Fuel for fall feelings
By Bex Peterson, Editor-in-Chief
There are some people who claim that autumn doesn’t start until September 22. These are the same people who insist that winter doesn’t start until December 21, only two days before Christmas. These people are wrong and cannot be trusted. Fall, in my opinion, starts in September after the last heat wave of August finally breaks. It starts when you pull out your light sweaters and jackets from their dusty closet exile. Fall is, essentially, a mood—and it just so happens to be one of my favourite moods, one that I like to wrap myself up in like a cozy plaid flannel.
With all this in mind, here are some of my favourite pieces of media for the season. Grab your pumpkin spice latte, light those cinnamon apple candles, and cozy up with these games, shows, and albums to fully embrace this most wonderful time of year.
Over the Garden Wall (2014)
This animated TV series should be at the top of anybody’s list for amazing autumn media and is still my go-to if I really want to sink into the fall mood. Half-brothers Wirt (Elijah Wood) and Greg (Collin Dean) find themselves lost in a mysterious forest and encounter many strange adventures with stranger characters on their journey home. There are only 10 episodes in the series and at 11 minutes each, it’s about the equivalent time commitment of a feature-length film. Wirt and Greg’s adventure seems to span the breadth of fall experiences, from early September environments to the first bite of winter. I’ll personally be saving this series for a little further into the season, but if you’re looking for something quintessentially autumn, I can’t recommend any other piece of media higher than this one.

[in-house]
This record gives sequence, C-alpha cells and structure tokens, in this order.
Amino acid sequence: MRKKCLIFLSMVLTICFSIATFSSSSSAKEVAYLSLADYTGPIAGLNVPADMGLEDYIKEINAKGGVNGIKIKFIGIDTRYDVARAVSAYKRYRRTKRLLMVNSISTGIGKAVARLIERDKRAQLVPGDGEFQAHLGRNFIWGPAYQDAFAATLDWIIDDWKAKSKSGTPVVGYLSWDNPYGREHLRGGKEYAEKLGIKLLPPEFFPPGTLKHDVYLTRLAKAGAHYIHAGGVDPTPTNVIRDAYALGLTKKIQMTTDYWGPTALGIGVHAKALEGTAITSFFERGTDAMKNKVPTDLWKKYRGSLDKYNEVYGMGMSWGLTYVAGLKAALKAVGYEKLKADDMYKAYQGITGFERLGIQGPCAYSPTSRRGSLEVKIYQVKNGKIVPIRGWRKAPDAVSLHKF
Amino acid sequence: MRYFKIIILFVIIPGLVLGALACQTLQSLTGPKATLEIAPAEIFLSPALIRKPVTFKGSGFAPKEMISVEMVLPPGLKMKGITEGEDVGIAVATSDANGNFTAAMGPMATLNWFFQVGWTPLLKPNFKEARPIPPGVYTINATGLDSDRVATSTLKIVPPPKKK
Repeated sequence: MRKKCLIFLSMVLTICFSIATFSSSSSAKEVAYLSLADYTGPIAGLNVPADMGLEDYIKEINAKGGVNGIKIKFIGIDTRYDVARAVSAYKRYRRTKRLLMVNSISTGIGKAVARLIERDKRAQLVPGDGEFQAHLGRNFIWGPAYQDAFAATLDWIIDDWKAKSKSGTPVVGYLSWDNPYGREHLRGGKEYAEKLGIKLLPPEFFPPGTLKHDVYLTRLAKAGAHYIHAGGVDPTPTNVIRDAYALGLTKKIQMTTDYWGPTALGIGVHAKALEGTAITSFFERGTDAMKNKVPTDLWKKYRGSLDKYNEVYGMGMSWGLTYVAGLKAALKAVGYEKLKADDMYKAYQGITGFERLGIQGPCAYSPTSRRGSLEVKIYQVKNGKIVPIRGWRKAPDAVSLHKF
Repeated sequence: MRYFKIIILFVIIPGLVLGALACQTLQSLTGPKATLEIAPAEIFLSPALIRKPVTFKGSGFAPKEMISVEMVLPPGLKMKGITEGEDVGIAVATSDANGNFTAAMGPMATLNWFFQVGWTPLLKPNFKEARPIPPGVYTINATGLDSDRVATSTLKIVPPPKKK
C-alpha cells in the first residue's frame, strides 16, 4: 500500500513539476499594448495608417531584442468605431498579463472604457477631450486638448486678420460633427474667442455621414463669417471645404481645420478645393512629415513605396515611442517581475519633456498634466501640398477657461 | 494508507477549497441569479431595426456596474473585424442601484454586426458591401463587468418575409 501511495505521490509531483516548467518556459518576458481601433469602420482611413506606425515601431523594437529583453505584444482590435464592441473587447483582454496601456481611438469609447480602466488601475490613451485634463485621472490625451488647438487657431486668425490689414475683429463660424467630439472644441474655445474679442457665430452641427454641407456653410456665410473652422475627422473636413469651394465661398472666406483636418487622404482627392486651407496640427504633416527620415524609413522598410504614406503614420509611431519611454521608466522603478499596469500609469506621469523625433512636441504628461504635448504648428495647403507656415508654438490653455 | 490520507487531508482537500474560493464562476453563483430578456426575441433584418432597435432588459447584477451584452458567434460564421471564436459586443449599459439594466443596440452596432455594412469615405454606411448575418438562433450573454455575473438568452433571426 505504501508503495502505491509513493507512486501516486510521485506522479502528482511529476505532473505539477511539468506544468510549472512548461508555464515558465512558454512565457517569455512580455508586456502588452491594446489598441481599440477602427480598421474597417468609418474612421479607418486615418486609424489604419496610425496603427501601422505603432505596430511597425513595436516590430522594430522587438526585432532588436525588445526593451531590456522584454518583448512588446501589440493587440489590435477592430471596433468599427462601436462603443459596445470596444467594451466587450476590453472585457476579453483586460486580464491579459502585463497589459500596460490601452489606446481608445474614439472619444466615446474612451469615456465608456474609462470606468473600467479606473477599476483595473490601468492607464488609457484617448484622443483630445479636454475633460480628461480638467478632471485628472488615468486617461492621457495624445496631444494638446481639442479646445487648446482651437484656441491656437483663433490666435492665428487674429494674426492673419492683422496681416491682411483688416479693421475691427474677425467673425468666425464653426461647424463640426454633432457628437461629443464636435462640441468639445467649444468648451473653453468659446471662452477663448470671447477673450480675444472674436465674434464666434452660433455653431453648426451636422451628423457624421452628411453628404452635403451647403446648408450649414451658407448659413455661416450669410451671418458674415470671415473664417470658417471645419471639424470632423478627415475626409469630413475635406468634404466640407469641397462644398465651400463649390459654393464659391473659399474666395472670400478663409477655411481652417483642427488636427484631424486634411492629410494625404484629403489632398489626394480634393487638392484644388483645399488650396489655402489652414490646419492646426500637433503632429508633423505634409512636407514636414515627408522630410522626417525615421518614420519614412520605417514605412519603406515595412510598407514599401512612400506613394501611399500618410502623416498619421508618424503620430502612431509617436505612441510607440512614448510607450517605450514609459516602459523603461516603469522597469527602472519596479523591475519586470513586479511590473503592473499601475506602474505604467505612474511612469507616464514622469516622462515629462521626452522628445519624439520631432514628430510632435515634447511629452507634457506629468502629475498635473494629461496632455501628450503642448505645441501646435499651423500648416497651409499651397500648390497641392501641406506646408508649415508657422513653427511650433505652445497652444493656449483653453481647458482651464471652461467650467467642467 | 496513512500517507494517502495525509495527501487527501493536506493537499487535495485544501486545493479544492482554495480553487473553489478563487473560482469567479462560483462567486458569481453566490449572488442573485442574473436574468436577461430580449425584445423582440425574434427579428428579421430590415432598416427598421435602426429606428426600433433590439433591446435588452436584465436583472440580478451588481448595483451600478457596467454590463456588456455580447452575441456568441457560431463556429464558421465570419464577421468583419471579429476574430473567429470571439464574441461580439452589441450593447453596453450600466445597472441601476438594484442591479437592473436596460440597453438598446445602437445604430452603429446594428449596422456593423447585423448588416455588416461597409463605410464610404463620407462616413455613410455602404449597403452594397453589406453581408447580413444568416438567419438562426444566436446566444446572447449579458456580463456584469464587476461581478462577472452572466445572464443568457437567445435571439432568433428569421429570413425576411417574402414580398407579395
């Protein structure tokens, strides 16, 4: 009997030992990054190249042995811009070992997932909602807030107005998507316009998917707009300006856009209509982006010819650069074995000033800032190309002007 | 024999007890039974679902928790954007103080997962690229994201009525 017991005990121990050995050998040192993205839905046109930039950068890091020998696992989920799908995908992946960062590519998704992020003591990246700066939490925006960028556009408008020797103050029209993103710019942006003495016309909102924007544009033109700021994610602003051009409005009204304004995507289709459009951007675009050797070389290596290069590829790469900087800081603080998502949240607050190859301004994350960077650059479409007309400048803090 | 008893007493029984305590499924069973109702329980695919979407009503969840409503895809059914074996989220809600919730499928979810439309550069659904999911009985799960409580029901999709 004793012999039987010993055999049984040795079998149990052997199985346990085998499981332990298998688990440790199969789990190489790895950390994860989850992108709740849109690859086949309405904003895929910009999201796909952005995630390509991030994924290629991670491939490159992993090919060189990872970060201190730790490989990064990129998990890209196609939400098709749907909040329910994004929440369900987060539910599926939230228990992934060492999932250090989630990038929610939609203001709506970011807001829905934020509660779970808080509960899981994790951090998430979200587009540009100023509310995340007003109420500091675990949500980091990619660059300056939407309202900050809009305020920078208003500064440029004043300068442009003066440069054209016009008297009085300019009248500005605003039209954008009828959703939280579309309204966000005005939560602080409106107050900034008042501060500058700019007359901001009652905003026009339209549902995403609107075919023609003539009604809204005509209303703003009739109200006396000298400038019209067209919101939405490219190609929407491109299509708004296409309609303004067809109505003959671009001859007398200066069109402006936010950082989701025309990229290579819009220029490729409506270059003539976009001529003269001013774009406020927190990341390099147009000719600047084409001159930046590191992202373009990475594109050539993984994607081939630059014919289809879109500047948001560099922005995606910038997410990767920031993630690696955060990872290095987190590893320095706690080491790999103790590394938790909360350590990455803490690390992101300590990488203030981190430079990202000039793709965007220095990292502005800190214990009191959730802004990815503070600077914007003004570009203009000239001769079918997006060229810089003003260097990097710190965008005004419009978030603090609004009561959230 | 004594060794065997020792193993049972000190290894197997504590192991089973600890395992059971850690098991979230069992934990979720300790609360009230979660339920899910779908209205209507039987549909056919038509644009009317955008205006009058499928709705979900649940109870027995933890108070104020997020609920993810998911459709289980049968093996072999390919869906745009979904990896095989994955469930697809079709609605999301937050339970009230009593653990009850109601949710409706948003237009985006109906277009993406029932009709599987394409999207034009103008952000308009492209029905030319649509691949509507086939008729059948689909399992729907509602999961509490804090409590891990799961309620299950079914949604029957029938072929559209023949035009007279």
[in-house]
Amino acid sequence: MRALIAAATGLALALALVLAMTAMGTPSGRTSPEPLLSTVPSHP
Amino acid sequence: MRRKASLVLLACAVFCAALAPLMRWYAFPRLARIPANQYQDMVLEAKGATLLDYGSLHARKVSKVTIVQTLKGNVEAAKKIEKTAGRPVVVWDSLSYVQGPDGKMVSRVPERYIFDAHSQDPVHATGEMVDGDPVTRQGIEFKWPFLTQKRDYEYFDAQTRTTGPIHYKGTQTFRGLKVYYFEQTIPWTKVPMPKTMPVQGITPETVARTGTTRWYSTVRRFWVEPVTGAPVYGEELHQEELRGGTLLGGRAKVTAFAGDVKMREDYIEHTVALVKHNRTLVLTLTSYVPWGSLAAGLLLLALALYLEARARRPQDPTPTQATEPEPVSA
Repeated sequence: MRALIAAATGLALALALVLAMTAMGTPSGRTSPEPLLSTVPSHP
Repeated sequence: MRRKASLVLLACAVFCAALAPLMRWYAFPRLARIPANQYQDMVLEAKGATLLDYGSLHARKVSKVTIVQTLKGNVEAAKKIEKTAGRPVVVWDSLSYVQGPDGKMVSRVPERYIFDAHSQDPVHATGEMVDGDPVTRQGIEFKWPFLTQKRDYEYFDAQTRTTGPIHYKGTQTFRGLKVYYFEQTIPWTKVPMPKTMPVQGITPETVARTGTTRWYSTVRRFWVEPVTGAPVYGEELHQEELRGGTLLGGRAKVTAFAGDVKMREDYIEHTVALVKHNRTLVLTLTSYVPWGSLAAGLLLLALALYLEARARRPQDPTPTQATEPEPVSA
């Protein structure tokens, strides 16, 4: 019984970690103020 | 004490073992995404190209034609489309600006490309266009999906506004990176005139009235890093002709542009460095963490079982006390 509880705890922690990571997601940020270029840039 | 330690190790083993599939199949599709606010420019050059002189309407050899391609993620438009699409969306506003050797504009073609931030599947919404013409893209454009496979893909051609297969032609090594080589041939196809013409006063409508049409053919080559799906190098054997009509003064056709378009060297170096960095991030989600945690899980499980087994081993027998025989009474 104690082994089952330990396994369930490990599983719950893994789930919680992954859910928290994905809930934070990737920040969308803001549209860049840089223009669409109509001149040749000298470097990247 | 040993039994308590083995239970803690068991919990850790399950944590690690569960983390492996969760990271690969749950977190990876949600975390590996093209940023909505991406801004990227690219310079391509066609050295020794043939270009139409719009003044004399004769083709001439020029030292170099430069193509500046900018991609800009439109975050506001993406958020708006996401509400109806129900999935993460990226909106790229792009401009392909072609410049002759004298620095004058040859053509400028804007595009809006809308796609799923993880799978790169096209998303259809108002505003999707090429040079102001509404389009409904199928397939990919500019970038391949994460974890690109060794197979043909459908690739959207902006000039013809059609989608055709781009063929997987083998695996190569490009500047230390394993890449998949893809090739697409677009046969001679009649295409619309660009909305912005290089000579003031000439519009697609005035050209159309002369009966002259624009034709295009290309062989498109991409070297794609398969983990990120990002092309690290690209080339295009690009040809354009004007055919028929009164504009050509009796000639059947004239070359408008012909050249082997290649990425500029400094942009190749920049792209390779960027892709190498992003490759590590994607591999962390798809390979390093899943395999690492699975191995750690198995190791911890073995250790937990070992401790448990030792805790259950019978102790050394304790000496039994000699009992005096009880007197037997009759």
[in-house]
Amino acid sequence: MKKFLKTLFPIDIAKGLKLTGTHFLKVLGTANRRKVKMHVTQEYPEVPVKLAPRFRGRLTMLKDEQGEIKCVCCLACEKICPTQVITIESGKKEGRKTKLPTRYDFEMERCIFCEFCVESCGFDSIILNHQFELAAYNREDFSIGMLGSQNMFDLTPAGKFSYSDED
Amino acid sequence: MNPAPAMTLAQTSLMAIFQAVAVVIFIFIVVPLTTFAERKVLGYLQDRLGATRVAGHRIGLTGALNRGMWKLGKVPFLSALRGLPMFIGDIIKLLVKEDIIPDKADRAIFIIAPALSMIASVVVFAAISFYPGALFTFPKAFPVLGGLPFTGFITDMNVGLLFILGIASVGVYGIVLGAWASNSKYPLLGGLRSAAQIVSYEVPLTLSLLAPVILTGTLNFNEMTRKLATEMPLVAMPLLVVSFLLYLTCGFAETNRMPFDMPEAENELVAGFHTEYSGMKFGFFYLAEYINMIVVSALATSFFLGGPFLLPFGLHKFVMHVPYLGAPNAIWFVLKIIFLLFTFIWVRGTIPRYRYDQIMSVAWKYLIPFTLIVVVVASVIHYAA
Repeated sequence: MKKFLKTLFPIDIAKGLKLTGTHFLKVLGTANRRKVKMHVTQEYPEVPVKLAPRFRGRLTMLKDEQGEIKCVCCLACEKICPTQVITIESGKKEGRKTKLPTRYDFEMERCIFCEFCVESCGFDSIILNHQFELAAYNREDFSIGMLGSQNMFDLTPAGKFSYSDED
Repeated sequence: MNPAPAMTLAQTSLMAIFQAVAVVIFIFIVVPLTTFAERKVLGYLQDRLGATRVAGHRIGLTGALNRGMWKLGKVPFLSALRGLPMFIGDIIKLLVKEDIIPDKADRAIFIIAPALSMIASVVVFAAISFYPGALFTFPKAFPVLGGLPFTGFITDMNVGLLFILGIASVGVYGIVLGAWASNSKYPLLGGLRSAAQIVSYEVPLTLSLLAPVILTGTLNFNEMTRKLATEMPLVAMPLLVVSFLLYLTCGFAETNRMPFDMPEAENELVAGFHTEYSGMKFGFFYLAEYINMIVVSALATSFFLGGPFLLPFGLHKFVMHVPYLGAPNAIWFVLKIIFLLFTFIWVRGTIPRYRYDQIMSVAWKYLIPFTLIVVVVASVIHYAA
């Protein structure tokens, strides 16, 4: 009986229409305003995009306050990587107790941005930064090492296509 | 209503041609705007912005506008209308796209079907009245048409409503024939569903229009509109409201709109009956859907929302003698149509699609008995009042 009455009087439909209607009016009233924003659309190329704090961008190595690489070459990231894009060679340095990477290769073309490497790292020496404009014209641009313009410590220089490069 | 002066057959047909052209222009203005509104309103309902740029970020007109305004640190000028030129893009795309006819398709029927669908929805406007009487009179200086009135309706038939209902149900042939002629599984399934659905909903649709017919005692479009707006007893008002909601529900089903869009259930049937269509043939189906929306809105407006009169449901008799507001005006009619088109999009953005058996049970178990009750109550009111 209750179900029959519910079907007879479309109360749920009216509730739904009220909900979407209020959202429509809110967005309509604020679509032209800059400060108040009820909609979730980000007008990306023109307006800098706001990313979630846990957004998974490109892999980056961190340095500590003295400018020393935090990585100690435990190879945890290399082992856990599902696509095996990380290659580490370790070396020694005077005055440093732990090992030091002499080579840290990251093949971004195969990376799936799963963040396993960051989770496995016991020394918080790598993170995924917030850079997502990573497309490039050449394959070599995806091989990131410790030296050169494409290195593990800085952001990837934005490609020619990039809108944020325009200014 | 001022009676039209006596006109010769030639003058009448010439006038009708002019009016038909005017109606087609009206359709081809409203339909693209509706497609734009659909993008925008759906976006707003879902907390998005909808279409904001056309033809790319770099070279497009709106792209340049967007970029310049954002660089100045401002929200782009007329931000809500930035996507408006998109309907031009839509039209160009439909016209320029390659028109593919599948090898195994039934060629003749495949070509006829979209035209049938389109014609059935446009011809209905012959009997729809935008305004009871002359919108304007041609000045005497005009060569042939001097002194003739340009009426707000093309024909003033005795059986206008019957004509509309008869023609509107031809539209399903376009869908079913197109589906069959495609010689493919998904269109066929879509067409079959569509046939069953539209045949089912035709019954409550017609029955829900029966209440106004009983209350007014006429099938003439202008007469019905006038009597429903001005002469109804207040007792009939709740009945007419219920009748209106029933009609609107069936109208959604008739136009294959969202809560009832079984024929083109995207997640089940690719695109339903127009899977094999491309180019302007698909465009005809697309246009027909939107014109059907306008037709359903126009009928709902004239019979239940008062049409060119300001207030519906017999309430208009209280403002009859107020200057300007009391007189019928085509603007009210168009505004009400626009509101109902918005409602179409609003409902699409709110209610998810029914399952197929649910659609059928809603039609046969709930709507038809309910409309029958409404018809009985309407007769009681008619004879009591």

Life is Strange (2015)
If we’re looking at media that captures the back-to-school college feeling in a unique way, the game Life is Strange fills that niche perfectly (though the story does take place in October). The plot follows 18-year-old Max Caulfield, a photography student at a prestigious art school who discovers she has the ability to rewind time after witnessing a murder. The victim of the killing that Max prevents with her newfound powers turns out to be her childhood best friend, Chloe Price, whom she reconnects with to solve the many mysteries of Arcadia Bay—such as the disappearance of Chloe’s friend Rachel Amber, the troubles of fellow student Kate Marsh, and Max’s visions of a massive storm destroying the town. It’s a perfect balance of private school mystery, artsy indie aesthetics, and spooky atmosphere best played on golden September afternoons and rainy October nights.
Jeff Wayne’s Musical Version of The War of the Worlds (1978)